By John E. Marriott
Wildlife photographers play a unique role in today’s social media-crazed world. A captivating picture of a bear cub can raise thousands of dollars for a wildlife organization; an engaging shot of a wild wolf can reach hundreds of thousands of online eyeballs, bringing attention to an environmental issue; and a photograph that twigs our emotions, be it of a whale or a weasel, can influence people in a way that simply wasn’t possible a decade or two ago outside of a few select magazines and newspapers.
Having a voice
As many of you are likely already aware, I use my standing in the Canadian and international wildlife photography community regularly to rant, rave and inform the general public and my followers (including many of you) of wildlife issues near and dear to my heart. One month I may choose to champion a fundraiser for the Northern Lights Shelter in Smithers, BC (the world’s only grizzly bear rehabilitation facility), the next it might be a rant about wolf poisoning in Alberta with an angle on how you can get involved.
I decided early in my career to not only try to make each and every wildlife photography encounter as perfect as I could (see Striving for Perfection in OPC issue #18 — Summer/Fall 2011), but to try to stick to an ethical standard for what I do in the field and in the office. For instance, I’ve never sold an image to a hunting magazine in my entire career, despite the fact I could barely pay my rent in the first two years I went pro. To me, the idea of taking a photograph of a protected elk in Banff only to see it potentially grace the cover of a big US hunting magazine just didn’t jive with my ideals. I’ve always supported hunting to put food on the table, but have never been able to wrap my head around hunting for the biggest trophy (which is what magazines want to portray).
Similarly, I’ve made conscious decisions in my career to end business arrangements with organizations or corporations that didn’t match my own feelings regarding wildlife. The Rocky Mountain Elk Foundation in the US came out in 2013 with an extremely strong anti-wolf stance, so I countered immediately by ending my 17-year business relationship with them.
The point I’m trying to make here is that it’s ok to have ethics in wildlife photography. In fact, I would strongly encourage it and believe it’s part of our responsibility. In the field, you can help influence how others act and react around wildlife by setting an example. If I’m photographing a grizzly bear from my vehicle and I notice a crowd forming and people getting out and starting to crowd the bear, I’ll often speak up and ask people to get back in their vehicles (the trick, of course, is to do it politely, which I’ll readily admit I don’t always do). And sometimes the best thing I can do is to drive away, leaving the scene. There are always other bears to find.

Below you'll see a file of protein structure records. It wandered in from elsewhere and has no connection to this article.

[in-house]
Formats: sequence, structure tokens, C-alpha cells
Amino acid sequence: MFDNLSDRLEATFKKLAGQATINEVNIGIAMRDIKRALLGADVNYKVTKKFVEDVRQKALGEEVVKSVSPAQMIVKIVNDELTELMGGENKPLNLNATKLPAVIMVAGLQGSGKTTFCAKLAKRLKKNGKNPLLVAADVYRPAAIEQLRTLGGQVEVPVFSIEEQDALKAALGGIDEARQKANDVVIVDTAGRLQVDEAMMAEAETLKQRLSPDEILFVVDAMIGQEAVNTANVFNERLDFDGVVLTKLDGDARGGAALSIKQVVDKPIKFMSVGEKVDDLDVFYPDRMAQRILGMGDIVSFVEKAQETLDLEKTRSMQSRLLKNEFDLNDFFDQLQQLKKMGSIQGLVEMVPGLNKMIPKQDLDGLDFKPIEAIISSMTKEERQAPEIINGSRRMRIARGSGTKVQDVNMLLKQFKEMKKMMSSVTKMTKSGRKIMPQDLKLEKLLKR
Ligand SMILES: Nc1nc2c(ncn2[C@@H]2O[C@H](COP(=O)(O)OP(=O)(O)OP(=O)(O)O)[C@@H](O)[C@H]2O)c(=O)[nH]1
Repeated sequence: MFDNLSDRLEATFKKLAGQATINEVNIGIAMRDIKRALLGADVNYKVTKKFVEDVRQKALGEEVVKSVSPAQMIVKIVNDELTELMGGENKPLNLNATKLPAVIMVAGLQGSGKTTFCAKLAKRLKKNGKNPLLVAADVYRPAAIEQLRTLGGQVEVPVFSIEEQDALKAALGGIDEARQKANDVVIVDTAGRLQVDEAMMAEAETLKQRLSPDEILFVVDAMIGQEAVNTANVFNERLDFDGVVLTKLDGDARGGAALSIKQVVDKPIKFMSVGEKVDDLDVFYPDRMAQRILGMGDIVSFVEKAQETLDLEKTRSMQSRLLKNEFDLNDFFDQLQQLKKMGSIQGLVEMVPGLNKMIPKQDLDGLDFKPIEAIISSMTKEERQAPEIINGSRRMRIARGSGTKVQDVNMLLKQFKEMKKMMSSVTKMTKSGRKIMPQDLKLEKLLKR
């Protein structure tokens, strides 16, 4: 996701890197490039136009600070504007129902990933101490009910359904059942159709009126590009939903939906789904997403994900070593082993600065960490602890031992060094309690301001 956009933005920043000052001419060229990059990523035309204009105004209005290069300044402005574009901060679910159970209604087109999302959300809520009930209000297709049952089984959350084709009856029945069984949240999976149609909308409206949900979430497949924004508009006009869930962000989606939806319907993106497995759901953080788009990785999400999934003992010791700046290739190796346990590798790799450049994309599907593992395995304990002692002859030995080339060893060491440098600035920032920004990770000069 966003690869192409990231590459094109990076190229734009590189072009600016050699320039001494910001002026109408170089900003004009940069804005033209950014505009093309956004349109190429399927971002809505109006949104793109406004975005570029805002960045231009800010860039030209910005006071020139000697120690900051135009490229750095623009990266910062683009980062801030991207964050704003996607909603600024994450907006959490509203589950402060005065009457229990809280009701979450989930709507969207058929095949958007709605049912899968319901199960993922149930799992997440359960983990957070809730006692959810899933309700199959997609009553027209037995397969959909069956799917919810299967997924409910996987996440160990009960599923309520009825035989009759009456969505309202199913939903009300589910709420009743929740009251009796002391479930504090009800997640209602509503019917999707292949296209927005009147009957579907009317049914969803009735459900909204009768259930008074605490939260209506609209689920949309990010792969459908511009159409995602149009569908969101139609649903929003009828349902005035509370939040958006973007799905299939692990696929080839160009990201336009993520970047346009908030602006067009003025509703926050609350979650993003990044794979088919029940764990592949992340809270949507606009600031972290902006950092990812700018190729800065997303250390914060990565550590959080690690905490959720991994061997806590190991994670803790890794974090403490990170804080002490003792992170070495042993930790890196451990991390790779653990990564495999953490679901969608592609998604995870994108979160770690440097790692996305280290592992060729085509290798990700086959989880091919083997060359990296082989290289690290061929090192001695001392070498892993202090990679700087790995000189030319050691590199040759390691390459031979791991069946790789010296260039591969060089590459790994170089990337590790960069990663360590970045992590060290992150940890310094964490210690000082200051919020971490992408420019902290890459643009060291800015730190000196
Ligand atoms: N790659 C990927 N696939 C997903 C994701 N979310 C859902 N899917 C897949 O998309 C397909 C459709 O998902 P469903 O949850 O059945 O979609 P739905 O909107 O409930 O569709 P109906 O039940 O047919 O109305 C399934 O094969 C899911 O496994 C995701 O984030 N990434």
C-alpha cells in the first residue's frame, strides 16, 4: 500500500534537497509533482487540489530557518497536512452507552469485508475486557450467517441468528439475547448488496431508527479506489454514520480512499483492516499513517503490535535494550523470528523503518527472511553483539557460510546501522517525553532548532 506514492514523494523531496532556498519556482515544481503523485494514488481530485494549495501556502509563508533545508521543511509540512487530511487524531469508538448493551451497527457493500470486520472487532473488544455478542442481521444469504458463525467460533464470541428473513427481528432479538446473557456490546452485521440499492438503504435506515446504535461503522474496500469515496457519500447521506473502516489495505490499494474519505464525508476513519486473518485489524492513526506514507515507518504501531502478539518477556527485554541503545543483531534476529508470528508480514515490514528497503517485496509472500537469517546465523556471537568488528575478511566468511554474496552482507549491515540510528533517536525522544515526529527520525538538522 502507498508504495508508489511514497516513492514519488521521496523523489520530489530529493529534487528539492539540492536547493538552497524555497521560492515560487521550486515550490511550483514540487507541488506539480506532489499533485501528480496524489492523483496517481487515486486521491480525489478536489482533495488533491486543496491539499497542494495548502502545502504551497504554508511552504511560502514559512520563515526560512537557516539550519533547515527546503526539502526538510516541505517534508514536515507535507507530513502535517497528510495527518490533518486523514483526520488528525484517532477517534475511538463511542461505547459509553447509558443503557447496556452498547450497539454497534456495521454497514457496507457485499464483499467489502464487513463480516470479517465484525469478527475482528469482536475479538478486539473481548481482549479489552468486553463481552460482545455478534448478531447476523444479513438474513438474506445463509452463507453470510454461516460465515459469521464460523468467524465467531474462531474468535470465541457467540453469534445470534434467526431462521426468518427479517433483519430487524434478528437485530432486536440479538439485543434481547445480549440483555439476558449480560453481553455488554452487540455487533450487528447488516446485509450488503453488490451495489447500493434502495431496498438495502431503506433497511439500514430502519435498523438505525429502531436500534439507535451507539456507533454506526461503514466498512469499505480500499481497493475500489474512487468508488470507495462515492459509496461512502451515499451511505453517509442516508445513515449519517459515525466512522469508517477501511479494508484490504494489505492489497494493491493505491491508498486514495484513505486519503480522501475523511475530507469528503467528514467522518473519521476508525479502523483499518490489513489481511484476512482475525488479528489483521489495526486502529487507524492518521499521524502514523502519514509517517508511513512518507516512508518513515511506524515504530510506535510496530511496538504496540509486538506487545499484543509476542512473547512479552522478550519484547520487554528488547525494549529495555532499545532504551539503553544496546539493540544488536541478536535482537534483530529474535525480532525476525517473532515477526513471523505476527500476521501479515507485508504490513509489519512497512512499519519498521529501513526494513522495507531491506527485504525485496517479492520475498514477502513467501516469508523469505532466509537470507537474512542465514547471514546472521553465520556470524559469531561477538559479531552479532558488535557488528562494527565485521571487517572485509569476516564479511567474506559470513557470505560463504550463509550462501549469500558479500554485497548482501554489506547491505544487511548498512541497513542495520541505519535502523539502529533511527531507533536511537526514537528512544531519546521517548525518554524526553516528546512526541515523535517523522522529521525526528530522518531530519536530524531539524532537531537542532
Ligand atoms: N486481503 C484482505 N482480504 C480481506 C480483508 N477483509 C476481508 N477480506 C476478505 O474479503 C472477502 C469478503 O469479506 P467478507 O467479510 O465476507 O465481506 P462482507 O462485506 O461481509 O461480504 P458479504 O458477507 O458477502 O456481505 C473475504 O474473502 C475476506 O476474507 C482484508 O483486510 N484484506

As I mentioned in Striving for Perfection, you will make mistakes. Don’t beat yourself up about them; just learn from them as best you can. I still have gaffes in the field after 20 years in the business, but I always learn from them and try not to repeat those slip-ups.
Having a similar set of beliefs in the office and on the computer may have an even larger impact than your actions in the field. Few groups in society have as much influence on environmental issues as wildlife photographers do online, because we’re constantly posting pictures that people want to see, comment on and share. Even those of you just starting out on social media often quickly have hundreds of loyal followers on Instagram, Facebook and Twitter, if not thousands. A gorgeous wildlife picture with a few choice words can have an enormous impression. A share here and a share there and next thing you know, your appeal to end grizzly bear hunting can get reposted by a Miley Cyrus-scale celebrity, bringing attention to not only your photography, but more importantly to the issue you care so deeply about.
The key, of course, is to pick and choose your battles, sprinkling your preachings in between a good smattering of pretty pictures with no message behind them. Interestingly, though, I’ve discovered that having an active voice online on behalf of the animals I photograph has grown my following ten-fold in the past few years. In other words, you can actually increase your following by being the squeaky, and informed, wheel.
Wildlife photography has always played a major role in conservation, but today I think our photographs influence environmental issues more than ever. That makes it a perfect time for those of you with ideals similar to mine to wear those ethics proudly on your sleeve and join the swiftly growing community of like-minded photographers nation-wide who are intent on making a difference. Collectively, we now have a very unique opportunity to get our messages (and images) out to a wider audience than ever before.